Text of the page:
Make No Little Plans
— Federal Triangle Heritage Trail —
This is the John A. Wilson Building, Washington, DC's city hall, home to DC's mayor and city council.
When completed in 1908, it was known as the District Building (for District of Columbia). Cope and Stewardson of Philadelphia won the competition to design it in the Beaux-Arts style favored by the McMillian Commission, which was charged with remaking this area in 1901. Built on the site of a streetcar powerhouse destroyed by fire in 1897, it is the only building in the Federal Triangle constructed of marble.
The District Building originally housed three presidentially appointed commissioners who, with congressional supervision, governed DC from 1874 until 1974. Passage of the Home Rule Act of 1973 ended exclusive federal control over city affairs and allowed DC citizens to elect a city council and mayor. The DC Council creates the city's laws and budgets, though its actions remain subject to congressional oversight.
When the Federal Triangle plan emerged in the late 1920s, it called for demolition of this building in order to build a Great Plaza on 14th Street. But critics argued it would be wasteful to raze such an impressive marble structure, and citizens rallied to save it.
The building's name honors the late civil rights leader and home rule activist, former DC Council Chair John A. Wilson.
Just ahead across 14th Street is Pershing Park, a memorial to World War I and to General John J. Pershing, hero of World War I and mentor to World War II military leaders. To your right across Pennsylvania Avenue is Freedom Plaza, where a portion of L'Enfant's Plan for Washington is rendered in white marble and black granite.
You are standing in the Federal Triangle, a group of buildings whose grandeur symbolizes the power and dignity of the United States. Located between the White House and the Capitol, these buildings house key agencies of the U.S. Government.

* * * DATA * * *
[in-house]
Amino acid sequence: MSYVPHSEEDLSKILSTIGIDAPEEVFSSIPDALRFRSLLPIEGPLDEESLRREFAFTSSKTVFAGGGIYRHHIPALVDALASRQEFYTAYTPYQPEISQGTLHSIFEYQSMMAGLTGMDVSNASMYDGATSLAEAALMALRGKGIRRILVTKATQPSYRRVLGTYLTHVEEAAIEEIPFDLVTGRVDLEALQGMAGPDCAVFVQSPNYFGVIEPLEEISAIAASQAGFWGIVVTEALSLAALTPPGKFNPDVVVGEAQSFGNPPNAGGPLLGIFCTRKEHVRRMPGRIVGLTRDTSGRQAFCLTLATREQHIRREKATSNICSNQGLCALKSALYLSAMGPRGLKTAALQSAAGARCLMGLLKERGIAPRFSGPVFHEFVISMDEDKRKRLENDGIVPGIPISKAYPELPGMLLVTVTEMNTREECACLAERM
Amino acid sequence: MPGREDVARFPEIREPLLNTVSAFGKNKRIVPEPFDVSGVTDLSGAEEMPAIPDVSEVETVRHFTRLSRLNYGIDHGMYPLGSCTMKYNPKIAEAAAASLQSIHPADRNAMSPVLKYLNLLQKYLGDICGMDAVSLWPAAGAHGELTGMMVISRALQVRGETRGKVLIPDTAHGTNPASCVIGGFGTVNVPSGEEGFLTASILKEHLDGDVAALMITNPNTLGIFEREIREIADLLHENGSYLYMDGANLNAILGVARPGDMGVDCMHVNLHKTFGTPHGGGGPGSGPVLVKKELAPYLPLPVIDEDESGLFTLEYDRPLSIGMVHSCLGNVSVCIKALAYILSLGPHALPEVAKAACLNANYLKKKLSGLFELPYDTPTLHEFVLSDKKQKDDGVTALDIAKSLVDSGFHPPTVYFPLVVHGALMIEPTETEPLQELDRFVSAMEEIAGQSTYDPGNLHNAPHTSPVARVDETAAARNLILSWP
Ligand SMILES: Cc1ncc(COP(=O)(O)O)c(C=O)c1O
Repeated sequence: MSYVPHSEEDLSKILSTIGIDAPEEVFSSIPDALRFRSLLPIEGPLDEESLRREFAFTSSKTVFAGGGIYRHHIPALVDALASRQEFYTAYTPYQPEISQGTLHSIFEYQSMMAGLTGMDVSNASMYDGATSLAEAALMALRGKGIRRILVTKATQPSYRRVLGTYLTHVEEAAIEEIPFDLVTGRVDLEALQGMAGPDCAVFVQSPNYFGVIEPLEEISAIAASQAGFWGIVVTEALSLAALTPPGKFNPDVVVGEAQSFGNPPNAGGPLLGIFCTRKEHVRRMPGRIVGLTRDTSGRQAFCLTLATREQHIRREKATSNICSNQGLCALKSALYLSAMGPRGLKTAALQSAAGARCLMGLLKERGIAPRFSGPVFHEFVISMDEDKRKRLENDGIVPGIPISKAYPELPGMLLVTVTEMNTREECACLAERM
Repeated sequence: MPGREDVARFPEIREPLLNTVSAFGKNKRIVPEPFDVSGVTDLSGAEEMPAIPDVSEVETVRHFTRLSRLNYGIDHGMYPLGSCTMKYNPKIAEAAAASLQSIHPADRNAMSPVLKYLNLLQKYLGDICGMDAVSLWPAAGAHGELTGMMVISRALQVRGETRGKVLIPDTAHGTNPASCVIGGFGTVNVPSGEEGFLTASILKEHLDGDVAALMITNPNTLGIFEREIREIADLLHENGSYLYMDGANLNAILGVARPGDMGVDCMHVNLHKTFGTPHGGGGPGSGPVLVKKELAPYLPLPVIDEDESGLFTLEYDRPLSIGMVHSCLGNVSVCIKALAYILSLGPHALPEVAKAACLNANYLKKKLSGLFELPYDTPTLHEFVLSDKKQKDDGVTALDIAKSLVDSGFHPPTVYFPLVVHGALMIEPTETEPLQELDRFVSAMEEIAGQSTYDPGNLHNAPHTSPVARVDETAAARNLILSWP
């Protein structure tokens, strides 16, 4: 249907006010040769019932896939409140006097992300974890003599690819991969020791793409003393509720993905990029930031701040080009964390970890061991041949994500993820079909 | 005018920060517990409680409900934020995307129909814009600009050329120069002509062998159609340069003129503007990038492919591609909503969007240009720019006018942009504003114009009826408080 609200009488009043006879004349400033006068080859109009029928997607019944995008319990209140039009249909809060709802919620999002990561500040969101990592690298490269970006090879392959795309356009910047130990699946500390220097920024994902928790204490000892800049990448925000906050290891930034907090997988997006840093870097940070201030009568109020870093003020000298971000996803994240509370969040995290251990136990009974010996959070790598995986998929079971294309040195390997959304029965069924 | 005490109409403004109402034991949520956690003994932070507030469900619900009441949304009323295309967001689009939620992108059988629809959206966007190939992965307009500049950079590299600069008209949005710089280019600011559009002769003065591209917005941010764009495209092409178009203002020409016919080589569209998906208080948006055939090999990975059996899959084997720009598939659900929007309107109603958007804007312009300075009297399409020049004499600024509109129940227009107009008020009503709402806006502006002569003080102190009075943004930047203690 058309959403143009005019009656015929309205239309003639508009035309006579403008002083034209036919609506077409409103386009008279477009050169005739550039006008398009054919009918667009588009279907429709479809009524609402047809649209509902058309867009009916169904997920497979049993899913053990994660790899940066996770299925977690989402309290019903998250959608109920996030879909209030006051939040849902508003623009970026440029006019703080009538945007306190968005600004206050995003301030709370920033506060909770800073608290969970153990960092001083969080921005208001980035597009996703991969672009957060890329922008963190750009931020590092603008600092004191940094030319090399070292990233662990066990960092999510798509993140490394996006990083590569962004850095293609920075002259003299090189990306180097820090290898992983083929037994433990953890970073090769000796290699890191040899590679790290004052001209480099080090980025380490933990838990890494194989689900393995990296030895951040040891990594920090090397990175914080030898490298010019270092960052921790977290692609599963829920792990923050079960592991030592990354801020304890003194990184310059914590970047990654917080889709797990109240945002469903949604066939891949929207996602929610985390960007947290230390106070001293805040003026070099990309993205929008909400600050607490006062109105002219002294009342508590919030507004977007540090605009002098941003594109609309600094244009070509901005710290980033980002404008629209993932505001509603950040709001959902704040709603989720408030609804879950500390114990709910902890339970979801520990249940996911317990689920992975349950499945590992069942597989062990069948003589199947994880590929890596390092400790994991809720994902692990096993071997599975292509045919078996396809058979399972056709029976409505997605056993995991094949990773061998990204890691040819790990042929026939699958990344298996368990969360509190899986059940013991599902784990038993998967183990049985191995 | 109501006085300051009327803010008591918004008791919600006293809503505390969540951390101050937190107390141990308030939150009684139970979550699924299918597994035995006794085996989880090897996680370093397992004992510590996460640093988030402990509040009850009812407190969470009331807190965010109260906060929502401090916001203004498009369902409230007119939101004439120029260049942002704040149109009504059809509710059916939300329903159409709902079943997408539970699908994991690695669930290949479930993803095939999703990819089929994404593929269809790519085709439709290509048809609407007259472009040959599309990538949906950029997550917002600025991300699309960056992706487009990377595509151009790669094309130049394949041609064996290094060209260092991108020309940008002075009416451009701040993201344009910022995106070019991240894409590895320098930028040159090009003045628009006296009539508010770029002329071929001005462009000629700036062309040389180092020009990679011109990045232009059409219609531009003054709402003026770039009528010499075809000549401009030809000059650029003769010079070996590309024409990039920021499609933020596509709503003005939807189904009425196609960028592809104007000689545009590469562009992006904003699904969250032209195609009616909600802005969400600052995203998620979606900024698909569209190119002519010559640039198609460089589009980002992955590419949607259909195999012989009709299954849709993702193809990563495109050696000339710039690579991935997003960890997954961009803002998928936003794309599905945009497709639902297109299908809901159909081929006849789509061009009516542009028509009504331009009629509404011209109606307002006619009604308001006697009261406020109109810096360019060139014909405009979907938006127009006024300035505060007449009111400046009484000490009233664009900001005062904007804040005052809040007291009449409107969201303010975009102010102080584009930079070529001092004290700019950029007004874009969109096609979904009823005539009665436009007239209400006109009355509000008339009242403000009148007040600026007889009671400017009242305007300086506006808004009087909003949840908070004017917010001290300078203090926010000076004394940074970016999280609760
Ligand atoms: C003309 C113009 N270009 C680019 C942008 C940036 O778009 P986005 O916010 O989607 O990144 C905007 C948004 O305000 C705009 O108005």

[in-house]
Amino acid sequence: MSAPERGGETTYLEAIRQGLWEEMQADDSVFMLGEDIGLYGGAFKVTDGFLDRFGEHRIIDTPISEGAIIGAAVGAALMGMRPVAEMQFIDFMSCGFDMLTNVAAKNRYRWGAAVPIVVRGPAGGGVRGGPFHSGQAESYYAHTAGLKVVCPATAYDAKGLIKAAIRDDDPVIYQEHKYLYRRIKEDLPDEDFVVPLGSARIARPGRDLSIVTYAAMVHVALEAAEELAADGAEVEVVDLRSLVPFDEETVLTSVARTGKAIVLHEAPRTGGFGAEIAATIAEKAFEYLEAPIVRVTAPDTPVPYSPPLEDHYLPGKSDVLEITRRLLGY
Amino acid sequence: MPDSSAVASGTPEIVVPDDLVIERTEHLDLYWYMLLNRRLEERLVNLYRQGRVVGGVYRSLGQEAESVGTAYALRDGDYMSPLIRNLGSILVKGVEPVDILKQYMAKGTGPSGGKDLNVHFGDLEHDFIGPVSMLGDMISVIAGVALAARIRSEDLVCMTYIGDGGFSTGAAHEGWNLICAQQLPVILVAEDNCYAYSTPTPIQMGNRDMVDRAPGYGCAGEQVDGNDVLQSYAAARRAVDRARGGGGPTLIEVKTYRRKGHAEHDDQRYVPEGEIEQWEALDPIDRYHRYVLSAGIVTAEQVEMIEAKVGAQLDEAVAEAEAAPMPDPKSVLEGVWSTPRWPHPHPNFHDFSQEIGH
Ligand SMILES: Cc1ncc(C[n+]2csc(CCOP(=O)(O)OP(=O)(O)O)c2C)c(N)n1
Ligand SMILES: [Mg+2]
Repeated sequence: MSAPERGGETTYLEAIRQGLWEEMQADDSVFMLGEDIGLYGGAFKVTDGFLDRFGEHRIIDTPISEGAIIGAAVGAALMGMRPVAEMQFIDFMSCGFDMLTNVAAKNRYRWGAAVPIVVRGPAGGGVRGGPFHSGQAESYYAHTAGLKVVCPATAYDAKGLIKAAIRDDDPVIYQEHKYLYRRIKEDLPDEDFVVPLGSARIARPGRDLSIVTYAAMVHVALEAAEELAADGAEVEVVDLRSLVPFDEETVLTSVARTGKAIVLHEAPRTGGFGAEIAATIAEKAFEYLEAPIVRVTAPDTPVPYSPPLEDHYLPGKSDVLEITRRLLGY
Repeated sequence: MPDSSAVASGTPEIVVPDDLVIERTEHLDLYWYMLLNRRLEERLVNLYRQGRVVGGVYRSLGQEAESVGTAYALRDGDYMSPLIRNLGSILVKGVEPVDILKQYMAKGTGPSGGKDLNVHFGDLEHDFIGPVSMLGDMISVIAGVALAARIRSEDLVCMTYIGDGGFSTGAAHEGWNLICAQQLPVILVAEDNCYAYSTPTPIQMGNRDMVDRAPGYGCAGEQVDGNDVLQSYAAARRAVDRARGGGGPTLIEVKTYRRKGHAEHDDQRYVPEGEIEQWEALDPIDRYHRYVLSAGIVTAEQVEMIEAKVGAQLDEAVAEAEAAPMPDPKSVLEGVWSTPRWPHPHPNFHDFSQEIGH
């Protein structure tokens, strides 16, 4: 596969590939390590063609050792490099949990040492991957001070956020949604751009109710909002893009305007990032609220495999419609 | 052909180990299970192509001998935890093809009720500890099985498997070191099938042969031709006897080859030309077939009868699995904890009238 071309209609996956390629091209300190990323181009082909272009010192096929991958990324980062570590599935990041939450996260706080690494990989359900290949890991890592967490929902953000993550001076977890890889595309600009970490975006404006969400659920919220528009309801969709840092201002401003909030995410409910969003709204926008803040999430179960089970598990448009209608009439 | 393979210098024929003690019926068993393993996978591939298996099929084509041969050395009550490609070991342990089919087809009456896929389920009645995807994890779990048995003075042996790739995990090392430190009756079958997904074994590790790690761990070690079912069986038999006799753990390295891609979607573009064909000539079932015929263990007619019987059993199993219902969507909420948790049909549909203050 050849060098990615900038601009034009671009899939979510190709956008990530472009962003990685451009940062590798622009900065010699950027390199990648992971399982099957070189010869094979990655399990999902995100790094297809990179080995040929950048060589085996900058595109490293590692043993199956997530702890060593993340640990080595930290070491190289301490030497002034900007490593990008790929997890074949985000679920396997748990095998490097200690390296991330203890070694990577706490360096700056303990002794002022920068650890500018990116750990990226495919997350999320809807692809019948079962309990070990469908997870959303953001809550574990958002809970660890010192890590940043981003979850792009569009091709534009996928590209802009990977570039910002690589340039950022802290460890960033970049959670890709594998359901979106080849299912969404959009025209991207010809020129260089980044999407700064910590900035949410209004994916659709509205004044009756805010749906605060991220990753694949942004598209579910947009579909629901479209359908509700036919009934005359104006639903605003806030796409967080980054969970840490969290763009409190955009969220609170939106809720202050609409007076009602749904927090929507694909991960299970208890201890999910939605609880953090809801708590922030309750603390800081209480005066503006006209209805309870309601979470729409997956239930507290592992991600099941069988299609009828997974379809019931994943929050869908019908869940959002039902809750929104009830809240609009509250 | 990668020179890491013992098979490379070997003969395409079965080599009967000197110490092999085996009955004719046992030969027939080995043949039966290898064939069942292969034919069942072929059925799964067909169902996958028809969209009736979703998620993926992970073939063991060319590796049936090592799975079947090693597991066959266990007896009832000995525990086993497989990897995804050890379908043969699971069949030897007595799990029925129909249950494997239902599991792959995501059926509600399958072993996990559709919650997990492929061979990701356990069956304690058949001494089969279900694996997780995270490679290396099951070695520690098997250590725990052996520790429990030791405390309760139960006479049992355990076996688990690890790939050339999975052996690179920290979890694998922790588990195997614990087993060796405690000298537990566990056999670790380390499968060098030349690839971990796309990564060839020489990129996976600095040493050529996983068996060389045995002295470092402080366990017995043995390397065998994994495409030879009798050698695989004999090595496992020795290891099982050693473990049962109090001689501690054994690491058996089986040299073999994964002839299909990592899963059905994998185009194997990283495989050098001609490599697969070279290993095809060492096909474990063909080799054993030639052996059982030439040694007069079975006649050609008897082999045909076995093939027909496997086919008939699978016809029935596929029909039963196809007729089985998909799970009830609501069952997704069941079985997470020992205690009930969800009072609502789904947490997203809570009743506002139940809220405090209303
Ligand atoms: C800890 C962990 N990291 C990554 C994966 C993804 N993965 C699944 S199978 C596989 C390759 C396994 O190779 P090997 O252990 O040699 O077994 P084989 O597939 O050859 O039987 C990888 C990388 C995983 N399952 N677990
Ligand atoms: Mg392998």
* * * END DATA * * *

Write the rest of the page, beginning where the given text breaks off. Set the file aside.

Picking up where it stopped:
The Federal Triangle is united by the use of neoclassical revival architecture, drawing from styles of ancient Greece and Rome that have influenced public buildings throughout the ages. Although each structure was designed for a specific government department or agency, they all share limestone fa?ades, red-tiled roofs and classical colonnades. Their architectural features, following traditions of the Parisian School of Fine Arts (?cole des Beaux-Arts), illustrate each building's original purpose. Most of the Federal Triangle was constructed between 1927 and 1938. However, the Old Post Office and the John A. Wilson Building survive from an earlier era, while the Ronald Reagan Building and International Trade Center was not completed until 1998.
In 1791 Pierre L'Enfant designed a city plan for the new cpaital in Washington under the direction of George Washington and Thomas Jefferson. The L'Enfant Plan overlaid broad avenues on a street grid with areas reserved for prominent buildings and parks. This area originally followed L'Enfant's vision as a center for businesses serving the municipal and federal governments. By the time of the Civil War (1861-1865), it had become a hodgepodge of boarding houses, stables, and light industry. This disarray, and the growing need for government office space, led to calls for redevelopment. In 1901 the Senate Park Commission, known as the McMillan Commission, created a new plan for Washington's parks and monumental areas and redefined the Triangle as a government center. In 1926 Congress authorized a massive building program that drew inspiration from classical architecture to create today's monumental Federal Triangle.
Make No Little Plans: Federal Triangle Heritage Trail is an Official Washington, D.C. Walking Trail. The self-guided, 1.75-mile tour of 16 signs offers about one hour of gentle exercise. Its theme comes from "Make no little plans, they have no magic to stir men's blood. Make big plans," attributed to visionary Chicago architect Daniel Burnham, chair of the McMillan Commission.
For more information on Federal Triangle buildings, please visit www.gsa.gov. For more information on DC neighborhoods and walking tours, please visit www.CulturalTourismDC.org.
Make No Little Plans: Federal Triangle Heritage Trail is produced by the U.S. General Services Administration in collaboration with the District Department of Transportation and Cultural Tourism DC.